4 adjustable glides; #AC-50 from Reid Tool Supply Co. (800-253-0421)
*Including tenons dimensions specified by the Cutting List. Re-rip and crosscut remnants to form the runners and cleats.
2. Rout the mortises in the legs. Take the details of mortise sizes and locations from the drawing Leg ami Kail Joinery, and lay out the four legs. Note that all the mortises are % inch wide. The mortises for the side rails are offset 'A inch from the inside edge, while those for the front and back rails are offset 'A inch from the outside edge.
I routed all these mortises using a plunge router and the Mortising Jig on page 124. Most of the mortises are 2'/2 inches long. Set up the jig and do these mortises. Then reset the jig for the shorter mortises and do them.
3. Bore the holes for the adjusters. The adjustable glides enable you to level the router tabic on an uneven floor. But they also allow you to raise the entire table an inch or so. The glides themselves have ^6-inch-diameter shanks and are threaded into T-nuts. You need to drill A M-ineh-diameter X 1 '/2-inch pilots for the T-nuts and adjuster shanks in the center of each leg's foot end.
These holes can be drilled on the drill press, but the job can also be done using the plunge router and the mortising jig. You've got the jig set up and the correct bit in the router. Give it a try.
4. Round-over the exposed arris of each leg.
Use a H-inch roundover bit.This would be easy on a router table (but since you arc building a router table, it just may be that you don't have one).
To do the job with a hand held router, dog a leg to the workbench, capturing the ends of the leg, so you can make
To bore the adjuster holes on the mortising jig, set up the jig's workrest for routing end mortises. Set up the router's edge guide to center the holes, and position the stops to prevent the router from moving laterally. One by one. clamp the legs in the jig and plunge-bore the holes.
Lower front rail leg and rail joinery
Mortises are all W wide and 1" deep.
Tenons are H" thick and 1" long. Shoulder is V«" wide all around.
Round-over one edge of each leg. Attach a chunk of the leg stock to the router baseplate with carpet tape. The router will then be supported squarely by the leg and the scrap, making it easy to perform the operation accurately.
an end-to-end pass without interference. Round-over only one edge of each leg.
5. Cut the tenons on the rails. While the height of the tenons varies somewhat, they are consistently sized, with a length of 1 inch and a 14-inch-wide shoulder all Hound. Assuming the rail stock was milled to a consistent and accurate ?*-inch thickness, you only have to form the shoulder properly and the tenon size will be correct.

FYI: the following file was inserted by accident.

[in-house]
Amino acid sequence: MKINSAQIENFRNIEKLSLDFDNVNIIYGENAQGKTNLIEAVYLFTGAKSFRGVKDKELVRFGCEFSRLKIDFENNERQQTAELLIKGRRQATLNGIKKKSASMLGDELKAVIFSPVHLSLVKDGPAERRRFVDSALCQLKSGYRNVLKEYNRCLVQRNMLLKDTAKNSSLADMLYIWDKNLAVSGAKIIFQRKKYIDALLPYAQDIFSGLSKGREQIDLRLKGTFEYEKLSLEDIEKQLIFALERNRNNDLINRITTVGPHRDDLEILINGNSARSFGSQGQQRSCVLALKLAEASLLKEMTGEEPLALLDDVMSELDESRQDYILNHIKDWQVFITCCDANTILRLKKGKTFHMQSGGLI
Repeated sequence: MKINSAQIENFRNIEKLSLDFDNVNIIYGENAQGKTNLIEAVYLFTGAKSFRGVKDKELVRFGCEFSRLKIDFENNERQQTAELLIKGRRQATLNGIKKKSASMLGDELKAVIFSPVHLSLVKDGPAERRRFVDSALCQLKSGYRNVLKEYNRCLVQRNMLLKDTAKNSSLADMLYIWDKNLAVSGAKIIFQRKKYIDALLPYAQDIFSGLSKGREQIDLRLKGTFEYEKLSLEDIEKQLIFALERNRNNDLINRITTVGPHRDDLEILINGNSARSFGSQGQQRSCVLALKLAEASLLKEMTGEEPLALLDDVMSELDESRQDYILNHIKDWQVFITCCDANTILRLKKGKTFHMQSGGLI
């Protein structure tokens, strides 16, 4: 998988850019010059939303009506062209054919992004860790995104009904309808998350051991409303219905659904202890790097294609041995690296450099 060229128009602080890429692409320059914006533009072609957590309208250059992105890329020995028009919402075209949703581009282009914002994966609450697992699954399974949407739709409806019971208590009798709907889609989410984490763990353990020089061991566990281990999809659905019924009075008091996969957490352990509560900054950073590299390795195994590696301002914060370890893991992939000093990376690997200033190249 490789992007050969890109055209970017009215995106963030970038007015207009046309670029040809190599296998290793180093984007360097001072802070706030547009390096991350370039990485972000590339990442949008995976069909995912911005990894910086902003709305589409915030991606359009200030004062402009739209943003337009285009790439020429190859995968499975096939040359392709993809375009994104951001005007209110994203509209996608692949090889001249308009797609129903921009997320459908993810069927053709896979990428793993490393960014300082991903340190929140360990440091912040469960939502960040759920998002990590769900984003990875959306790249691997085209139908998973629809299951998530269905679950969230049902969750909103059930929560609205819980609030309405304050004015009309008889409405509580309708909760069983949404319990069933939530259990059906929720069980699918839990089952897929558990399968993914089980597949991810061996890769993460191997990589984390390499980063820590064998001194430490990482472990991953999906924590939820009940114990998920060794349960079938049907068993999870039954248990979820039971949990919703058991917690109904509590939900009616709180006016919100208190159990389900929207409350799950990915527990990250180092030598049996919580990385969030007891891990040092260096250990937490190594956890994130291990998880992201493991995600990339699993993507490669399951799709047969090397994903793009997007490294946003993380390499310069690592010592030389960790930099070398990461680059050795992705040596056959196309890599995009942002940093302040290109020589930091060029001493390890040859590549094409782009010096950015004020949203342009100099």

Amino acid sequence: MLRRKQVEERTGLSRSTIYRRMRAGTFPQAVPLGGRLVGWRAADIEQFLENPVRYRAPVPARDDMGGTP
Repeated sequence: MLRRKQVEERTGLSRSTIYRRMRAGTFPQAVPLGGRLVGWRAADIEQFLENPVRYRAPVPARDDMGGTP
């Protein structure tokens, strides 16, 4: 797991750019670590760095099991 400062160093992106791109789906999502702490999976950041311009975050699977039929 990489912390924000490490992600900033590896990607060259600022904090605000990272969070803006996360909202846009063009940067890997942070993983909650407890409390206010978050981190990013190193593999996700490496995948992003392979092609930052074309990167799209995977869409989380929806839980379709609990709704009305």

Here's anodier job that could be done quickly on a router table, if you had one. If you do have access to a router table, nuke a tenoning sled (see the chapter "Sleds" on page 246) and rout the tenons on the ends of the rails.
Otherwise, cut the tenons on the table saw, using a table-saw tenoning jig.
Round the edges of each tenon with a file, and test how cadi tenon fits its mortise.
6. Rabbet the rails. The upper back rail (which is rally about mid-level) is rabbeted along its inner edges to accommodate and/or support the cabinets. (See the drawing Leg and Rail Joinery.) The rabbets are cut lA inch deep into the inner lace of the rail and are inch wide, measured from the edges.
Cut the rabbets on the table saw. Or rout them with a hand-held router. Tape a support block to the router baseplate to help steady the machine during the operation, as you did in rounding-ovcr the legs.
7. Assemble the side frames. Apply glue to the mortises and tenons and join the parts. As you clamp these assemblies, check them with a square, and measure diagonally from head to foot to ensure that they are square. And make sure they are flat, too.
The tahletop mounting—in cither the lift-top or fixed-top configuration—hits bolts that penetrate the legs and turn into threaded insens installed in the legs. In the lift-top configuration, the shank holes and inserts arc in the back legs only. In the fixed-top form, all four legs must be drilled.
While it would be easy to drill these holes before assembly, the holes penetrate the top rail tenons, so you have to wait until after the side frames are glued up to makefile holes. The assembled side frames are awkward to position on the drill press, but this is the best way to drill the holes. The holes should be perpendicular to the leg axis.
At each spot, drill the ^inch-diameter, /Winch-deep pilot for the insert. Then switch bits and drill the 1 i-inch-diamcter shank hole on the same axis. Drive the inserts.
9- Finish assembling the stand. Apply glue to the mortises and tenons, and join the front and back rails to the side frame assemblies. If the joinery cuts were done accurately. the unit should come together square and true, but measure diagonals and check with a square to be sure.
When the glue has set and the clamps are off the stand, install the runners and cleats. Glue the runner to the rails, but not the legs.You can drive two or three drywall screws through each runner or cleat into the rails.
10. InstaU the adjusters. Upend the stand and drive a T-nut into each leg. Turn the adjustable glides into the T-nuts.
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There are a lot of things that either needs to be repaired, or put together when youre a homeowner. If youre a new homeowner, and have just gotten out of apartment style living, you might want to take this list with you to the hardware store. From remolding jobs to putting together furniture you can use these 5 power tools to get your stuff together. Dont forget too that youll need a few extra tools for other jobs around the house.